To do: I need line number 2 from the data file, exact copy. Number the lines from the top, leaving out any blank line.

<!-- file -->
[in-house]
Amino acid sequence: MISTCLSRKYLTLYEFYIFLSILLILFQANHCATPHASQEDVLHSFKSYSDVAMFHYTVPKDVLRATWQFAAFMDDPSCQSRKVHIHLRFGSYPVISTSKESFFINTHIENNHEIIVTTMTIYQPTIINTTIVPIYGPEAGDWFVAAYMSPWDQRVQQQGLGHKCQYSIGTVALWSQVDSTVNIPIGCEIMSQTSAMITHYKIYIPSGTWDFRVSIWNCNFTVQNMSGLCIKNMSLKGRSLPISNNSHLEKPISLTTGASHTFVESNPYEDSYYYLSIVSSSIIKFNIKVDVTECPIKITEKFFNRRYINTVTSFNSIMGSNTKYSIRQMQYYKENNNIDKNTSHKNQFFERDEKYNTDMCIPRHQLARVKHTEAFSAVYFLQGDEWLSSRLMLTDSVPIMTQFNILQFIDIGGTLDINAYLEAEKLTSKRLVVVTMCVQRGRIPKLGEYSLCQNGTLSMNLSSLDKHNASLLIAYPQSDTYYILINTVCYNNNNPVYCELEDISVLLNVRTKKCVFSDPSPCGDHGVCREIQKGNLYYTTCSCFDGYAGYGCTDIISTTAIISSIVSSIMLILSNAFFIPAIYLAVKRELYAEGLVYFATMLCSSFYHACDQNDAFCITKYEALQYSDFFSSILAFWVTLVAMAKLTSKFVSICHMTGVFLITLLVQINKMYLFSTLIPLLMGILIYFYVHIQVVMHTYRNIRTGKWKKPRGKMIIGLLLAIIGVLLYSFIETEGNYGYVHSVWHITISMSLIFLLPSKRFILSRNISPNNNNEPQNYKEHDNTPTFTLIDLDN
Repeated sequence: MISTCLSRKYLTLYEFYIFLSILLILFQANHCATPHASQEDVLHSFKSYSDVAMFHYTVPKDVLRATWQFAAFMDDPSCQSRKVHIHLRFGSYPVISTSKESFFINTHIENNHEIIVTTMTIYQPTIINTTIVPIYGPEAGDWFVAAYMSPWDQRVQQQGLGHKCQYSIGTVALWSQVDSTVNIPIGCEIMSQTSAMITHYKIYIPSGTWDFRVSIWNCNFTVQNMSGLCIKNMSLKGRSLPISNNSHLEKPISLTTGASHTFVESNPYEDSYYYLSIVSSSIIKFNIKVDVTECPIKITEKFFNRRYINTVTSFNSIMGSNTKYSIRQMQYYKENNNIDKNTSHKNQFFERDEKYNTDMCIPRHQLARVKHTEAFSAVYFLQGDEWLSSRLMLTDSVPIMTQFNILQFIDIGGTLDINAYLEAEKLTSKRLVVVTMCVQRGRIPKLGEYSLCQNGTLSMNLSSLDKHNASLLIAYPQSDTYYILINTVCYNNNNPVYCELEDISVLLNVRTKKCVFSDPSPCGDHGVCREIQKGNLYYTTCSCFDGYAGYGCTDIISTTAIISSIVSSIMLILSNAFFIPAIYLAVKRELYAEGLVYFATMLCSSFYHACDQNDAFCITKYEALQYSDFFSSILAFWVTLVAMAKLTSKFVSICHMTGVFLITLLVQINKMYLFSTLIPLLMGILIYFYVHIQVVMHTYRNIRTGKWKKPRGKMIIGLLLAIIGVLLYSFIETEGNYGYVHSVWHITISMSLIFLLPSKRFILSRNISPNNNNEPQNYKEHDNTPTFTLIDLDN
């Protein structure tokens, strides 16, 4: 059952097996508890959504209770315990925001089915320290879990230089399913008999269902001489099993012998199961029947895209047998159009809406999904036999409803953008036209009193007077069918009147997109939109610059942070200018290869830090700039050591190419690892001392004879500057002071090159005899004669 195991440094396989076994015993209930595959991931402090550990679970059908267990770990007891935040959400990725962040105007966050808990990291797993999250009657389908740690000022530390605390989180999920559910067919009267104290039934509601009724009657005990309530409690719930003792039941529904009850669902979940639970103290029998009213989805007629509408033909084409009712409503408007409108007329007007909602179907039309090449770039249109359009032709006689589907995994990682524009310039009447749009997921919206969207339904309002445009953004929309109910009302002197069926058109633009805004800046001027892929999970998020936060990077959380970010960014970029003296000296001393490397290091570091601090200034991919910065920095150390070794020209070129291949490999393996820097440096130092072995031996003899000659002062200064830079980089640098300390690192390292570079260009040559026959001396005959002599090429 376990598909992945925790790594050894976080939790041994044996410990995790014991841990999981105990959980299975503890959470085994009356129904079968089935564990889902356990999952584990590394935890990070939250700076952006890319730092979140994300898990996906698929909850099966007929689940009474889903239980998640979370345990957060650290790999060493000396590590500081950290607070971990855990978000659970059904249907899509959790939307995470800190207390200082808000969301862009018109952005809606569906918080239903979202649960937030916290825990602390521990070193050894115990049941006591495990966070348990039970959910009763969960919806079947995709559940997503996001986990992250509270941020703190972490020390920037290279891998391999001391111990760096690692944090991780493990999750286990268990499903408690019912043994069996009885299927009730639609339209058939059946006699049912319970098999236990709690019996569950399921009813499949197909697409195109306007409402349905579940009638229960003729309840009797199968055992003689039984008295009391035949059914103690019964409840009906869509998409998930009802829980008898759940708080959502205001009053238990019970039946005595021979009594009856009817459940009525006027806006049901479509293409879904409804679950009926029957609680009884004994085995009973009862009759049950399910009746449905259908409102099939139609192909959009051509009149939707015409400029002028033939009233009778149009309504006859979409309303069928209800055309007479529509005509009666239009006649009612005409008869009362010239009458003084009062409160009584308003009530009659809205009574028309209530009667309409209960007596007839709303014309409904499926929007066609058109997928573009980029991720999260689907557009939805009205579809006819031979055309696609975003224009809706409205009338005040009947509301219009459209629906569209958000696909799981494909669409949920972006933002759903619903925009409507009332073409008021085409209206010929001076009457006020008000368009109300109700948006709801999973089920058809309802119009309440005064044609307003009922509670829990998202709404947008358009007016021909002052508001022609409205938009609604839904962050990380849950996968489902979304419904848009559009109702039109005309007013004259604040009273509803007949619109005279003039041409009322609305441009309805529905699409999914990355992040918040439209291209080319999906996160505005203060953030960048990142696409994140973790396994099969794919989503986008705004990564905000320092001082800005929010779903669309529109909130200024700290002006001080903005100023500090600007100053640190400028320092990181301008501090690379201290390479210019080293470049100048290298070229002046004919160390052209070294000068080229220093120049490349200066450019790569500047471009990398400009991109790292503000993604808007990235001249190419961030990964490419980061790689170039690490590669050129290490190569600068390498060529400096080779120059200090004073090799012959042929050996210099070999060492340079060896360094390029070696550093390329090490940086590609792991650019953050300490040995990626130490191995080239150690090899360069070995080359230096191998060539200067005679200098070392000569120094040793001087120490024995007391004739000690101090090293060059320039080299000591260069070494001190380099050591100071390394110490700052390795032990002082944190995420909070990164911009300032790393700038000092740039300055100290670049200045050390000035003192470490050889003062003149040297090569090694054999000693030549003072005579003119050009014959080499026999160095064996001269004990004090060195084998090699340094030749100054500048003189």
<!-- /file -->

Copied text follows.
Amino acid sequence: MISTCLSRKYLTLYEFYIFLSILLILFQANHCATPHASQEDVLHSFKSYSDVAMFHYTVPKDVLRATWQFAAFMDDPSCQSRKVHIHLRFGSYPVISTSKESFFINTHIENNHEIIVTTMTIYQPTIINTTIVPIYGPEAGDWFVAAYMSPWDQRVQQQGLGHKCQYSIGTVALWSQVDSTVNIPIGCEIMSQTSAMITHYKIYIPSGTWDFRVSIWNCNFTVQNMSGLCIKNMSLKGRSLPISNNSHLEKPISLTTGASHTFVESNPYEDSYYYLSIVSSSIIKFNIKVDVTECPIKITEKFFNRRYINTVTSFNSIMGSNTKYSIRQMQYYKENNNIDKNTSHKNQFFERDEKYNTDMCIPRHQLARVKHTEAFSAVYFLQGDEWLSSRLMLTDSVPIMTQFNILQFIDIGGTLDINAYLEAEKLTSKRLVVVTMCVQRGRIPKLGEYSLCQNGTLSMNLSSLDKHNASLLIAYPQSDTYYILINTVCYNNNNPVYCELEDISVLLNVRTKKCVFSDPSPCGDHGVCREIQKGNLYYTTCSCFDGYAGYGCTDIISTTAIISSIVSSIMLILSNAFFIPAIYLAVKRELYAEGLVYFATMLCSSFYHACDQNDAFCITKYEALQYSDFFSSILAFWVTLVAMAKLTSKFVSICHMTGVFLITLLVQINKMYLFSTLIPLLMGILIYFYVHIQVVMHTYRNIRTGKWKKPRGKMIIGLLLAIIGVLLYSFIETEGNYGYVHSVWHITISMSLIFLLPSKRFILSRNISPNNNNEPQNYKEHDNTPTFTLIDLDN